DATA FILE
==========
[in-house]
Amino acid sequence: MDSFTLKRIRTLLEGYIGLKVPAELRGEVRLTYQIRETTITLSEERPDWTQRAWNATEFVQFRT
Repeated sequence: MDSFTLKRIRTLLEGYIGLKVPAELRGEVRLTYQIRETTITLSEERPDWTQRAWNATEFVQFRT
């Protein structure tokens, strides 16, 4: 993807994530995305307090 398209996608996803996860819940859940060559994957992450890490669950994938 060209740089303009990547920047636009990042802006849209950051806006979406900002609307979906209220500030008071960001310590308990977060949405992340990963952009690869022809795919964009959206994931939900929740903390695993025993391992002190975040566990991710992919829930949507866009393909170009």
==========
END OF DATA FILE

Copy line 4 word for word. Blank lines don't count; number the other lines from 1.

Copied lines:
């Protein structure tokens, strides 16, 4: 993807994530995305307090 398209996608996803996860819940859940060559994957992450890490669950994938 060209740089303009990547920047636009990042802006849209950051806006979406900002609307979906209220500030008071960001310590308990977060949405992340990963952009690869022809795919964009959206994931939900929740903390695993025993391992002190975040566990991710992919829930949507866009393909170009």